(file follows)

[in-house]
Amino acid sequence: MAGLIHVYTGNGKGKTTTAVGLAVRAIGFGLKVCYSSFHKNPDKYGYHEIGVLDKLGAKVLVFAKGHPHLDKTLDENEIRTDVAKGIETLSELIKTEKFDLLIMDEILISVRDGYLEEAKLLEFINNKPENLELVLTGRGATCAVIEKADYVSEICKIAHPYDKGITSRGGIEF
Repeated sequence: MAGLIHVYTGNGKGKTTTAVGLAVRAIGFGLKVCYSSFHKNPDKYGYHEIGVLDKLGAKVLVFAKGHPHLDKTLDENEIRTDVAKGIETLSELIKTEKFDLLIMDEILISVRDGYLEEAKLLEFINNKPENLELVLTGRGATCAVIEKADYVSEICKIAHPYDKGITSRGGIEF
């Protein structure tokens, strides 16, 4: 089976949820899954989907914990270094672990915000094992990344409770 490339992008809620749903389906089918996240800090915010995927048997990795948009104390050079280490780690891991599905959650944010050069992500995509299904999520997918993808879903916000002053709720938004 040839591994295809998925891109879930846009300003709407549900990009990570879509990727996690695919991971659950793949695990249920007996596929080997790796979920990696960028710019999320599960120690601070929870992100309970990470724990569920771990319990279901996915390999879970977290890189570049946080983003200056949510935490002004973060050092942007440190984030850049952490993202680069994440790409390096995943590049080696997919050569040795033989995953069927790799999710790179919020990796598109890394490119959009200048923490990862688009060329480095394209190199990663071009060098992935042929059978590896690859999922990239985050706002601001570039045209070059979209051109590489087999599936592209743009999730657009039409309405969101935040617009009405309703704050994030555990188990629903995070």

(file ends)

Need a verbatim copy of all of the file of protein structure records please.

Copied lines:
[in-house]
Amino acid sequence: MAGLIHVYTGNGKGKTTTAVGLAVRAIGFGLKVCYSSFHKNPDKYGYHEIGVLDKLGAKVLVFAKGHPHLDKTLDENEIRTDVAKGIETLSELIKTEKFDLLIMDEILISVRDGYLEEAKLLEFINNKPENLELVLTGRGATCAVIEKADYVSEICKIAHPYDKGITSRGGIEF
Repeated sequence: MAGLIHVYTGNGKGKTTTAVGLAVRAIGFGLKVCYSSFHKNPDKYGYHEIGVLDKLGAKVLVFAKGHPHLDKTLDENEIRTDVAKGIETLSELIKTEKFDLLIMDEILISVRDGYLEEAKLLEFINNKPENLELVLTGRGATCAVIEKADYVSEICKIAHPYDKGITSRGGIEF
């Protein structure tokens, strides 16, 4: 089976949820899954989907914990270094672990915000094992990344409770 490339992008809620749903389906089918996240800090915010995927048997990795948009104390050079280490780690891991599905959650944010050069992500995509299904999520997918993808879903916000002053709720938004 040839591994295809998925891109879930846009300003709407549900990009990570879509990727996690695919991971659950793949695990249920007996596929080997790796979920990696960028710019999320599960120690601070929870992100309970990470724990569920771990319990279901996915390999879970977290890189570049946080983003200056949510935490002004973060050092942007440190984030850049952490993202680069994440790409390096995943590049080696997919050569040795033989995953069927790799999710790179919020990796598109890394490119959009200048923490990862688009060329480095394209190199990663071009060098992935042929059978590896690859999922990239985050706002601001570039045209070059979209051109590489087999599936592209743009999730657009039409309405969101935040617009009405309703704050994030555990188990629903995070």